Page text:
Larger melt samples of the glass can be similarly processed, but the lateral dispersal of the melt in the splat quench limits the largest size that can be handled to about 150 g. The glass in a roller quench operation is delivered as a continuous stream, thus there is no size limit.

Example 2

The following composition

Sb2O3 90.0 mol %
SiO2  9.9 mol %
Er2O3  0.1 mol %

was prepared by splat quenching as described in Example 1, above.

Example 3

The following composition

Sb2O3 99.0 mol %
GeO2  9.9 mol %
Er2O3  0.1 mol %

was prepared by splat quenching as described in Example 1, above.

Example 4

A glass-forming mixture having the following composition (in mol %) is ball-milled and charged into a silica crucible:

SiO2 55
Al2O3 10.4
Al2F6 5
K2O 0.6
K2F2 10.5
K2Br2* 1.5
Sb2O3 17
Er2O3 0.1
*added to eliminate water from final glass

The crucible is covered and heated at a temperature of about 1425° C. for about 2 hours. The melt is poured onto a steel plate to form a sheet, which is cooled, then placed in an annealing oven and held at a temperature of about 450° C. for about one hour before being allowed to cool gradually to room temperature.

Example 5 Spectroscopic Analysis of Glass Samples

The absorption spectra of polished 10×10×20-mm samples of the glass prepared as described in Example 4, an aluminosilicate glass (CaAl2Si2O8), and a fluoride glass (ZBLAN) are measured using a Nicolet (Madison Wis.) FT-IR spectrophotometer with 4 cm−1 resolution, 256 FID's per sample being collected. The Er fluorescence emission spectra is generated by pumping the 520 nm absorption band with a Xenon lamp, and the 1.5 μm emission is measured using a liquid nitrogen-cooled Si detector together with a SPEX Fluorolog (Edison N.J.) spectrophotometer. Data are collected over the range 1400-1700 nm in 0.5 nm steps, 1.5 seconds/step. Each spectrum is corrected by subtraction of the background, then normalized to a value of 1.0 for the maximum peak intensity.

The spectra so obtained for the three samples over the range 1400-1700 nm are depicted in FIG. 1A; a detail for the range 1500-1600 nm is shown in FIG. 1B. The breadth of the spectrum of the glass of the present invention greatly exceeds that of the aluminosilicate glass and also exceeds that of ZBLAN in the peak region around 1530-1560 nm by about 7 nm.

Example 6 Determination of Gain Flatness for Erbium-Doped, Antimony Oxide-Containing Glass

For a sample of the glass prepared as described in Example 4, gain spectra are calculated, in steps of 10%, for levels of inversion ranging from zero to 100%. The plots of the resulting spectra are shown in FIG. 2. Gain spectra are also calculated for inversion levels over the range 61-65%, in steps of 0.5%. The percentages of inversion are calculated assuming that the absolute absorption and emission intensity maxima are of equal magnitude. The resulting plots are shown in FIG. 3.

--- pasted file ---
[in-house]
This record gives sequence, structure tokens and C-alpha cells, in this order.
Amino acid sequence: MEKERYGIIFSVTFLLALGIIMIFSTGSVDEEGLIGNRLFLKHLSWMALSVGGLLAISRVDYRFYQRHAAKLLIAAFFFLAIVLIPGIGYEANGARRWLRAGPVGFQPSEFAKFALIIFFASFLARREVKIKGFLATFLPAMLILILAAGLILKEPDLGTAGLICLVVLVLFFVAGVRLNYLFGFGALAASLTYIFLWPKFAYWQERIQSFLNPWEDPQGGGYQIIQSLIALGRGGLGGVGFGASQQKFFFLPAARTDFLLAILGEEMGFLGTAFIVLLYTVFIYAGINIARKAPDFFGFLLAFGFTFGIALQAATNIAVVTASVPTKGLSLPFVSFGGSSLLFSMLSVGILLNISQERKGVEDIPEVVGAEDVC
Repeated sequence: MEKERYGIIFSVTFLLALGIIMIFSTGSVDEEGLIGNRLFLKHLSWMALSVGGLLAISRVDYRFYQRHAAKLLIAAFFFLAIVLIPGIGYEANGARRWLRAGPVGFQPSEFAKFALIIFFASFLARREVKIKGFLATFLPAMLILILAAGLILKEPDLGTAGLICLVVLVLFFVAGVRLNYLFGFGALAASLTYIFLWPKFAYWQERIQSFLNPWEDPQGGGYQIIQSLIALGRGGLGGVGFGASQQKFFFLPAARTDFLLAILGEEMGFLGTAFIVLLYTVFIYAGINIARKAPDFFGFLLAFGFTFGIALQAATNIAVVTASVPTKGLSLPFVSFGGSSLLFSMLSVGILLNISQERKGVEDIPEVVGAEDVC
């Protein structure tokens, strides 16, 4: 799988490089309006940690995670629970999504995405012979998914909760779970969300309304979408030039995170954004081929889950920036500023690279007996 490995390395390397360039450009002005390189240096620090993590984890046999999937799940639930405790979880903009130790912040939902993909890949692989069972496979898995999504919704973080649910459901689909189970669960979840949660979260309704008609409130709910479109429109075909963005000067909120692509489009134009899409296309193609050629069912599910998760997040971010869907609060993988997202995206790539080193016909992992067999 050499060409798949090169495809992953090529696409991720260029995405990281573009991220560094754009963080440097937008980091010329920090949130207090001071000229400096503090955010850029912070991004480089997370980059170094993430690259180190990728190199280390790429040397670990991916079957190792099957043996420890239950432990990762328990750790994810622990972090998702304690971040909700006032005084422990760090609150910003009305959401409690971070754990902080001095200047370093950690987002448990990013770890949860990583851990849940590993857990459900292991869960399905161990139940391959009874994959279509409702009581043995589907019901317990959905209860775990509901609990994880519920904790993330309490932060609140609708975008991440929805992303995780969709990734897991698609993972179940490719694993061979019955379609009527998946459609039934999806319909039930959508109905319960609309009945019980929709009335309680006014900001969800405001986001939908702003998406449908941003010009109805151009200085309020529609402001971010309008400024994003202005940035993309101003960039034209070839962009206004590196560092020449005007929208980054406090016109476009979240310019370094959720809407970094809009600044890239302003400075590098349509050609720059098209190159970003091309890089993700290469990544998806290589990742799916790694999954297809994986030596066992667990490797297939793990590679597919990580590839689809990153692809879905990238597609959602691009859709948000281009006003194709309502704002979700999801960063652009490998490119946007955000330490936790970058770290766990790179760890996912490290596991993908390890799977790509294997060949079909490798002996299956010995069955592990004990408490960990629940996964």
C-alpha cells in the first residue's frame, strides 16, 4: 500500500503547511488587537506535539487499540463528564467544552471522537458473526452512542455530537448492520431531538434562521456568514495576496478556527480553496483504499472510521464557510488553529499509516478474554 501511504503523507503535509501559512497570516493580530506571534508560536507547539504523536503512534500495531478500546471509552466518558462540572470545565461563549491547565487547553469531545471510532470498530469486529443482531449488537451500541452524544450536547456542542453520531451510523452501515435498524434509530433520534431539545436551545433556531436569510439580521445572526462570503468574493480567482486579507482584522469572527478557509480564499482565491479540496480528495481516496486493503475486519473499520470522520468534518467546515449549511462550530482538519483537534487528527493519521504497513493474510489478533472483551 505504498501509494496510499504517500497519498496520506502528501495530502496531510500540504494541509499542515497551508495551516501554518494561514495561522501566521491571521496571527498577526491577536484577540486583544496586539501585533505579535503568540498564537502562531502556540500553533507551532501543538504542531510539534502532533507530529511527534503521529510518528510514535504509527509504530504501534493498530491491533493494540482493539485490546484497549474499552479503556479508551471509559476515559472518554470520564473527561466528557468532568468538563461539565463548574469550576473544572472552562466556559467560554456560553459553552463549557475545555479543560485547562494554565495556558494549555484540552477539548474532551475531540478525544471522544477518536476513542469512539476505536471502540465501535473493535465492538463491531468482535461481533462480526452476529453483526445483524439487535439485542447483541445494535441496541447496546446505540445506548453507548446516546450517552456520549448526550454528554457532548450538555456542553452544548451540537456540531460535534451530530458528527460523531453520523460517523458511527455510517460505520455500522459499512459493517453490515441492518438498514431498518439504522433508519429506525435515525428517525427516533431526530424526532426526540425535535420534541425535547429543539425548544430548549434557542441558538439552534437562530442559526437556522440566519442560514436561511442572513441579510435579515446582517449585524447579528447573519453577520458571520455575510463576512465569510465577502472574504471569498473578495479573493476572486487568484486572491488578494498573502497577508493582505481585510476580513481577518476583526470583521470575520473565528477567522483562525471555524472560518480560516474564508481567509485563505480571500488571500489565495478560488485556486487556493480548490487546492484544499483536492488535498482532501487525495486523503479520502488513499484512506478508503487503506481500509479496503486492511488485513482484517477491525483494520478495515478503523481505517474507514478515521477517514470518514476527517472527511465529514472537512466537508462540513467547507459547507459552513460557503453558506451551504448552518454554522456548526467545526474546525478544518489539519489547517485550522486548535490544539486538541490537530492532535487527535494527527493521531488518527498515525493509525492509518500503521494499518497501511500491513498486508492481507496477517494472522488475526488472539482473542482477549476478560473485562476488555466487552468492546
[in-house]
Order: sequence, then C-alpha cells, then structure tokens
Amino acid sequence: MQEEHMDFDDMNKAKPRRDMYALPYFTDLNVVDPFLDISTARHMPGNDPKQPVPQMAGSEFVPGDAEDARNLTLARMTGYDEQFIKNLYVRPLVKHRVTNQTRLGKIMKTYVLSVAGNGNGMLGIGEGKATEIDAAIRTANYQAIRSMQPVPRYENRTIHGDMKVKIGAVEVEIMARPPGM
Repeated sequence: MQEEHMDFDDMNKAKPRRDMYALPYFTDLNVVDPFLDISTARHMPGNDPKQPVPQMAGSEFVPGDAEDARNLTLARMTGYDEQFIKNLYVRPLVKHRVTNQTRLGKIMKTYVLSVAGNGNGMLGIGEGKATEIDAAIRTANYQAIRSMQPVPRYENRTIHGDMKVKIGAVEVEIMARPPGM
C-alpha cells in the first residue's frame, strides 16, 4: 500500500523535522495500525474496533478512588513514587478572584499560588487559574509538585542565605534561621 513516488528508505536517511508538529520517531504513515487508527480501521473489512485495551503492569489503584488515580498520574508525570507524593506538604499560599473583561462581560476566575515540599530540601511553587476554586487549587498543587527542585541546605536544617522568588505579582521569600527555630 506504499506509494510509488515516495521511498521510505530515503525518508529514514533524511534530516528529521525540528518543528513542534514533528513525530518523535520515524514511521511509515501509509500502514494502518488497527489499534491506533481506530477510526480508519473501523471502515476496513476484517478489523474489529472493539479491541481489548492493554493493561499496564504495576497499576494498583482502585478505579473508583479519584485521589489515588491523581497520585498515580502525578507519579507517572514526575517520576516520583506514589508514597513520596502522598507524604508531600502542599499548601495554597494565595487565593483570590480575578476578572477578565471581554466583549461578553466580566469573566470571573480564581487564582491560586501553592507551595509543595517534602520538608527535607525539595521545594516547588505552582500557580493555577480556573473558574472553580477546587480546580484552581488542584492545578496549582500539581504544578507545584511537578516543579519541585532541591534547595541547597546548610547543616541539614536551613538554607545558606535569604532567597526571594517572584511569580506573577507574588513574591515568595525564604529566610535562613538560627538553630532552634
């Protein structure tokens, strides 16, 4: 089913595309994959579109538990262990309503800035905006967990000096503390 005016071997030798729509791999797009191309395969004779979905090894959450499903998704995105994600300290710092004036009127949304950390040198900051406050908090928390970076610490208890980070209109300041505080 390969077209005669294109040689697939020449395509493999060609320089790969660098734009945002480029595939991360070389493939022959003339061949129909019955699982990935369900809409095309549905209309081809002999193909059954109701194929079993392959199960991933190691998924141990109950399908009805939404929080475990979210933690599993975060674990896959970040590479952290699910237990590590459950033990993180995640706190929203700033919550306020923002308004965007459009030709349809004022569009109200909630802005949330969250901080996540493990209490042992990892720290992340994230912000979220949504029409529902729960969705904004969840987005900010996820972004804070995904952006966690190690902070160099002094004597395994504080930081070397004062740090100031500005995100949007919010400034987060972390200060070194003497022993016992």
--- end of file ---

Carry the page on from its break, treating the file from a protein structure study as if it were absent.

A figure of merit (FOM) of gain flatness is defined as (MAX-MIN)/MIN, where MAX and MIN are, respectively, the largest and smallest values for gain within a “window,” or specified wavelength range, for the glass of Example 4, FOMs are calculated for “floating windows” of widths 30, 35, and 40 nm; the results are shown in Table II.

TABLE II
Window width (nm) Wavelength range (nm) % Inversion FOM
30 1535-1565 63 7
35 1530-1565 63 7
40 1528-1568 63.5 14.5

As shown by the data of Table II, the calculated gain spectra show a very flat response (FOM=7, corresponding to a 7% gain ripple) for the 30 and 35 nm windows, which is substantially maintained for a window of 38 nm width. Even for the 40 nm-wide window, a desirably flat response (FOM=14.5, ca 15% gain ripple) is maintained. These excellent gain flatness results greatly exceed those attainable with previously known silica amplifier materials.

Although the invention has been described in detail for the purpose of illustration, it is understood that such detail is solely for that purpose, and variations can be made therein by those skilled in the art without departing from the spirit and scope of the invention that is defined by the following claims.

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Referenced by
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US6621624 *Jan 10, 2002Sep 16, 2003Corning IncorporatedOptical gain fibers
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US7355788Jul 27, 2004Apr 8, 2008AlcatelCore of 30-90 molar % silica dioxide and a mixture of germanium oxide GeO2, lithium oxide and barium oxide; multiwavelength Raman fiber laser; independent amplification peaks having high amplification gains and large midheight widths
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Classifications
U.S. Classification501/37, 501/73, 501/64, 501/78, 501/72, 501/68, 501/59, 501/54, 501/42, 501/70, 501/56, 501/55, 501/52, 501/69, 359/343, 501/66, 501/41, 501/57, 501/50, 501/58, 501/65, 501/43
International ClassificationG02B6/00, H01S3/06, C03C3/112, C03C3/12, C03C3/23, C03C3/253, C03C13/04, C03C3/062, C03B27/004, C03C3/095, C03C3/14, C03C3/11, C03C3/06
Cooperative ClassificationC03C3/06, C03C13/048, C03C3/23, C03C3/14, C03C3/122, C03C3/253, C03C3/11, C03B27/004, C03C13/04, C03C13/046, C03C3/062, C03C3/095
European ClassificationC03B27/004, C03C3/062, C03C13/04D2, C03C3/14, C03C3/23, C03C13/04, C03C13/04F, C03C3/12N, C03C3/095, C03C3/06, C03C3/11, C03C3/253